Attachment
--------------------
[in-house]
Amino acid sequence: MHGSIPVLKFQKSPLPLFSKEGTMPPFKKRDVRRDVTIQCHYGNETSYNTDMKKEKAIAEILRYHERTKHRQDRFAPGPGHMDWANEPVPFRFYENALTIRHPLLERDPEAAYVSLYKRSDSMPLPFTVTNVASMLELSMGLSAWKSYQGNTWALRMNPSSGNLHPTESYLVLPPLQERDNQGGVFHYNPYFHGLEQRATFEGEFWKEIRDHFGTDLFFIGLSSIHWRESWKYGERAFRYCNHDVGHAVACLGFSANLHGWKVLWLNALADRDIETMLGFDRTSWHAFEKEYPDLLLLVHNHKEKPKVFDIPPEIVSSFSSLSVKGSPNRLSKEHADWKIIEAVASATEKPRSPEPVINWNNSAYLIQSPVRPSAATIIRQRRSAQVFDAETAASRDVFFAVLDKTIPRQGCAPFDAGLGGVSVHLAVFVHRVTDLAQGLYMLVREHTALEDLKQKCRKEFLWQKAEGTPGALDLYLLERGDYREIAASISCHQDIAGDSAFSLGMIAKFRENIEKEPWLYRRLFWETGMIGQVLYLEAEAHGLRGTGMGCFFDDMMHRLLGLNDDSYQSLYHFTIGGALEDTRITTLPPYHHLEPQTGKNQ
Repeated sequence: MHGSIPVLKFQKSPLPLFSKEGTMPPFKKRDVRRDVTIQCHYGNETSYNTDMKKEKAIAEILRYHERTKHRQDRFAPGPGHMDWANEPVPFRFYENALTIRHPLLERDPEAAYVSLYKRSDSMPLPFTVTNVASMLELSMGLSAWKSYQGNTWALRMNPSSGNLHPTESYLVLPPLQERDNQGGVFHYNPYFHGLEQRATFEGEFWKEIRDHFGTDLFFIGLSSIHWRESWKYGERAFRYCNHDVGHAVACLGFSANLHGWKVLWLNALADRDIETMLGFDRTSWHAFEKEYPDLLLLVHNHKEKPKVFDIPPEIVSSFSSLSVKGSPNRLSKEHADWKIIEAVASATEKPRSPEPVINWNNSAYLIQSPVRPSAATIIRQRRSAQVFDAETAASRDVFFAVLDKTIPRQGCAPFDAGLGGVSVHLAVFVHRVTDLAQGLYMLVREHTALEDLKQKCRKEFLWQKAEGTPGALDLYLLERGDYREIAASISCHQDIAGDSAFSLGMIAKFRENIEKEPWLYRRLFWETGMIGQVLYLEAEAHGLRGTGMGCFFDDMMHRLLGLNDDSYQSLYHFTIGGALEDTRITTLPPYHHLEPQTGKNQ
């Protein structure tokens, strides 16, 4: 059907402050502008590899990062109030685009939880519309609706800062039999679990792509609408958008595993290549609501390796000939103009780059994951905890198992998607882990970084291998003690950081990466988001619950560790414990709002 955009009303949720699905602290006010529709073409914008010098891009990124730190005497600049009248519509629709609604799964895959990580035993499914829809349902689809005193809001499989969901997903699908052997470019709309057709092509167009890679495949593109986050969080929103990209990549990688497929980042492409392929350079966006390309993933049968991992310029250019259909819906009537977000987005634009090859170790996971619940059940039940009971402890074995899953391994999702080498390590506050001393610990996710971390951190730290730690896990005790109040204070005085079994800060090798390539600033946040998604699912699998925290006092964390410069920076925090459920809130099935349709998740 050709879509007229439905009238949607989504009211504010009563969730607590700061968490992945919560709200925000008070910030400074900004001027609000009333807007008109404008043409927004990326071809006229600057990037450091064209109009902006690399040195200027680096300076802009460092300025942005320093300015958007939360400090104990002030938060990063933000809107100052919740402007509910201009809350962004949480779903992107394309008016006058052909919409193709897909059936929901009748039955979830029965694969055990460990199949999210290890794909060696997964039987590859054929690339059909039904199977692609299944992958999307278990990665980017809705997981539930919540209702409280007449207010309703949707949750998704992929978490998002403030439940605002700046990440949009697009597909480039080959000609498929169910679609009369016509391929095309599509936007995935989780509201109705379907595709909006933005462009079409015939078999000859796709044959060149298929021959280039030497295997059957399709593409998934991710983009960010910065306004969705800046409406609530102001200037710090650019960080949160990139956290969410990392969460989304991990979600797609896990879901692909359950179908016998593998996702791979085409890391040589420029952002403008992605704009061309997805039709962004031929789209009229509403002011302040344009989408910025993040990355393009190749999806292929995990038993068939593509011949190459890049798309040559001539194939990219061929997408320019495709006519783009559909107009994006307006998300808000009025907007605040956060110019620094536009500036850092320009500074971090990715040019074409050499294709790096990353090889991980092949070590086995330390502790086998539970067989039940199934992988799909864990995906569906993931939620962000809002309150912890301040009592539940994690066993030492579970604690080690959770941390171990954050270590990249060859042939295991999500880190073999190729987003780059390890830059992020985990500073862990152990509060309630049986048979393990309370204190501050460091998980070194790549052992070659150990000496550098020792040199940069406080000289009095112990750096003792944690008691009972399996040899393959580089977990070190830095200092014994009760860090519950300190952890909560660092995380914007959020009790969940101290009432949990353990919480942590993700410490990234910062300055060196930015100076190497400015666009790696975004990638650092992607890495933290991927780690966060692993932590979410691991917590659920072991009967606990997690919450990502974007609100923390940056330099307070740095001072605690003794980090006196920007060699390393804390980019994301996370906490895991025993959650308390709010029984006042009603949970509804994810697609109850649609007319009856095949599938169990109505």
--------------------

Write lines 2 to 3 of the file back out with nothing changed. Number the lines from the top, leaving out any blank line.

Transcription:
Amino acid sequence: MHGSIPVLKFQKSPLPLFSKEGTMPPFKKRDVRRDVTIQCHYGNETSYNTDMKKEKAIAEILRYHERTKHRQDRFAPGPGHMDWANEPVPFRFYENALTIRHPLLERDPEAAYVSLYKRSDSMPLPFTVTNVASMLELSMGLSAWKSYQGNTWALRMNPSSGNLHPTESYLVLPPLQERDNQGGVFHYNPYFHGLEQRATFEGEFWKEIRDHFGTDLFFIGLSSIHWRESWKYGERAFRYCNHDVGHAVACLGFSANLHGWKVLWLNALADRDIETMLGFDRTSWHAFEKEYPDLLLLVHNHKEKPKVFDIPPEIVSSFSSLSVKGSPNRLSKEHADWKIIEAVASATEKPRSPEPVINWNNSAYLIQSPVRPSAATIIRQRRSAQVFDAETAASRDVFFAVLDKTIPRQGCAPFDAGLGGVSVHLAVFVHRVTDLAQGLYMLVREHTALEDLKQKCRKEFLWQKAEGTPGALDLYLLERGDYREIAASISCHQDIAGDSAFSLGMIAKFRENIEKEPWLYRRLFWETGMIGQVLYLEAEAHGLRGTGMGCFFDDMMHRLLGLNDDSYQSLYHFTIGGALEDTRITTLPPYHHLEPQTGKNQ
Repeated sequence: MHGSIPVLKFQKSPLPLFSKEGTMPPFKKRDVRRDVTIQCHYGNETSYNTDMKKEKAIAEILRYHERTKHRQDRFAPGPGHMDWANEPVPFRFYENALTIRHPLLERDPEAAYVSLYKRSDSMPLPFTVTNVASMLELSMGLSAWKSYQGNTWALRMNPSSGNLHPTESYLVLPPLQERDNQGGVFHYNPYFHGLEQRATFEGEFWKEIRDHFGTDLFFIGLSSIHWRESWKYGERAFRYCNHDVGHAVACLGFSANLHGWKVLWLNALADRDIETMLGFDRTSWHAFEKEYPDLLLLVHNHKEKPKVFDIPPEIVSSFSSLSVKGSPNRLSKEHADWKIIEAVASATEKPRSPEPVINWNNSAYLIQSPVRPSAATIIRQRRSAQVFDAETAASRDVFFAVLDKTIPRQGCAPFDAGLGGVSVHLAVFVHRVTDLAQGLYMLVREHTALEDLKQKCRKEFLWQKAEGTPGALDLYLLERGDYREIAASISCHQDIAGDSAFSLGMIAKFRENIEKEPWLYRRLFWETGMIGQVLYLEAEAHGLRGTGMGCFFDDMMHRLLGLNDDSYQSLYHFTIGGALEDTRITTLPPYHHLEPQTGKNQ